“Well, looky here!” A big crowd of men was hanging around the door looking the women over as they arrived. They very obviously approved of the two who had just come in, whistling and stamping their feet. The big room had a retro spinning ball showering the guests with flashing lights. Bars were set up on both sides of the room. A DJ was in a corner, on a small stage, playing with his sound equipment. A few chairs were scattered along the walls, and there were three small tables with chairs. At one of them sat a couple of professors, sipping martinis.
“Let me take you over to get drink,” a fairly tall Chinese man with his hair in peaks and points said, bending down next to Marianne. Crystal thought she’d sit down and watch, but her makeup was too good. She was surrounded with men in no time. They wanted to know where she was from, what she was taking, how she liked Carson. She recognized one from gospel choir, Bronnie Elder. He had a way of looking at her in choir when someone made a joke that she liked. But he was looking at her differently now.
“Do I know you from somewhere?” Bronnie asked her.
“Yes, gospel choir!”
“Hush. We mustn’t think of that here. Might be inhibited.” He smiled a wicked smile, and she smiled back. They started talking about themselves and drifted over to the drinks. Crystal saw that Marianne had what looked like a Mai Tai, and she had polished off about half of it. If she was inexperienced, she’d be sick soon at that rate, Crystal thought. She and Bronnie took tall bottles of Corona beer, beaded with water droplets. The cool liquid felt good going down. The band had started to set up, but some sort of Muzac was pinging away in the background.
“Do you dance?” Bronnie asked.
“A mite. How ’bout you?”
“Yep, I do love it. Gotta have rhythm.” They looked at each other and smiled. Everyone in gospel choir had to have rhythm, for sure. But not everyone could dance. They would check each other out later. Maybe he would burn her, but not if she could help it. They chatted about families and home, high school, and his first year at Carson. Bronnie was a sophomore, and he said he had a sophomore slump. Except for gospel choir, nothing was any fun this year, for him. She thought that was silly and said so, and they sparred gently, not wanting to put out the glow.
The band started, very loud, and they had been sitting right by a huge speaker so they had to move. It was time to dance. As they passed Marianne getting up to dance with the boy she’d been talking with, Crystal heard her call him Liu, so he was the brother of her mentor. Not too dangerous, Crystal hoped, although his expertise with fake cards might argue otherwise.
She and Bronnie danced, and found that they enjoyed dancing together. After a while, they felt hot and decided to sit down and have another beer. Crystal noticed that Marianne had another full glass of red stuff now. She sounded very loud, compared to her usual self, and her cheeks glowed pink as she laughed and joked with Liu and his friends.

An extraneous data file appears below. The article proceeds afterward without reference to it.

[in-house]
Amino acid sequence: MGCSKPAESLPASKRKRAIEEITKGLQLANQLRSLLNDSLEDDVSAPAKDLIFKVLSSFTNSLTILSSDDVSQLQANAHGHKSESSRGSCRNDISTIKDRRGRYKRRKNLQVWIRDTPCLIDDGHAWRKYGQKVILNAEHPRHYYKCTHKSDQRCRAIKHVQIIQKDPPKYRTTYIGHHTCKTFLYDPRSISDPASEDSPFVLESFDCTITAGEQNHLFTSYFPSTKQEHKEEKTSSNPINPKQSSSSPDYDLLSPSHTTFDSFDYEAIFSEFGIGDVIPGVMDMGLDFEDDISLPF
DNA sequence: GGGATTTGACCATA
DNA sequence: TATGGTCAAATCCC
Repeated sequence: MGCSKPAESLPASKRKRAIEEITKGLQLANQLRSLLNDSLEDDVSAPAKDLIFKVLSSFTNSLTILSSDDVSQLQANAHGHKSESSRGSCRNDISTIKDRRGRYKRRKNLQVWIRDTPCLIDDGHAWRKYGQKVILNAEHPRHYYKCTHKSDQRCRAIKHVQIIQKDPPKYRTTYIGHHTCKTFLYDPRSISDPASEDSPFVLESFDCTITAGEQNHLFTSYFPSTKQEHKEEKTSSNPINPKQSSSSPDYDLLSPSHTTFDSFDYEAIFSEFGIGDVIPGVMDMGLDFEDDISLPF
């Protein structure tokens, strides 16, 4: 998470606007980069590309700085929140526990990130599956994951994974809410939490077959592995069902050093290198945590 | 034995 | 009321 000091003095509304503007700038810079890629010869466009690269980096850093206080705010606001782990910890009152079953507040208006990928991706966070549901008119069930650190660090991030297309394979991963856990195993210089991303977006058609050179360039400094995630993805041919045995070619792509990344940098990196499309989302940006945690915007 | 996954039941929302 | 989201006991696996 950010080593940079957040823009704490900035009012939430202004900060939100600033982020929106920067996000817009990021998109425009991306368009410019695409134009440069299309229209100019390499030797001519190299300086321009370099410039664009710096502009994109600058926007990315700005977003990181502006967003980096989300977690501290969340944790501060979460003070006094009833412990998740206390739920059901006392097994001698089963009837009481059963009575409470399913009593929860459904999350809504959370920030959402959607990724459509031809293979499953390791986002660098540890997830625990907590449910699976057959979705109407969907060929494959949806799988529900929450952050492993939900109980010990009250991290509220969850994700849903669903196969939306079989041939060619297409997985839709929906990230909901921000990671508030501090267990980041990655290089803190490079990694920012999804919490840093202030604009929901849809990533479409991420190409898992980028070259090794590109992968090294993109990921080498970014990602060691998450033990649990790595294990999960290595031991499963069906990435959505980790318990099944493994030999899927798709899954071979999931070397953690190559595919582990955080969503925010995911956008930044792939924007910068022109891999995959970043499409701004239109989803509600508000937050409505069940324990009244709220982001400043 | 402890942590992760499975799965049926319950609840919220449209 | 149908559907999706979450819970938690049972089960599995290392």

Bronnie said, “That your roommate you keep looking at?”
“Yes, am I being that obvious? She’s not used to drinking. I’m a little worried about her.”
“She does look like she’s up, I’d say. But not badly.”
“Yeah, I guess you’re right. I want to keep an eye on her, though.” Crystal watched Marianne dance with Liu, then go over to the bar again. Marianne started talking to BeTuck Ma, a Hawaiian student she and Crystal knew from Biology. She seemed a lot louder than usual.
“Let’s dance,” said Bronnie. “You know, I can help you get her home later if you need me to.”
Crystal smiled at him and thought how lucky she was to have met him here, instead of just having to sit and monitor Marianne from the corner.
“You look just like Nefertiti,” he said. “I can’t believe it.”
“Only with eye makeup, I don’t look that way usually.”
“I don’t know, I think you do.”
They got up and started to dance again. Earlier, each one had tried to get the other caught in a misstep, but neither had been able to do it, so now they just relaxed and enjoyed the rhythm. Occasionally, she saw Marianne dancing with Liu or talking with him. Time passed, more time than Crystal thought, about two hours. A chaperone tapped her shoulder, interrupting her groove. She jumped, then turned to find out what she wanted.
“You Crystal? We got a girl in the women’s room, all she can say is “Bad, help Crystal bad, help me Crystal.”
“Oh, no, that’s my roommate. I got to go help her.” She looked helplessly at Bronnie, and he motioned for her to go ahead. She rushed along next to the chaperone, with her black jeans and her whistle on its lanyard around her neck. They pushed open the Women’s Room door and found two women trying to help Marianne, who was sprawled on the floor. She had barfed on her red organza, all down the front, and one of the women was trying to clean it off with a wet paper towel. She looked up when the door opened and asked, ’Is this Crystal?”
“Yes, I’m Crystal. I’m her roommate. Why is she on the floor?”
“Crystal, Crystal, Crystal, why so many Crystal?”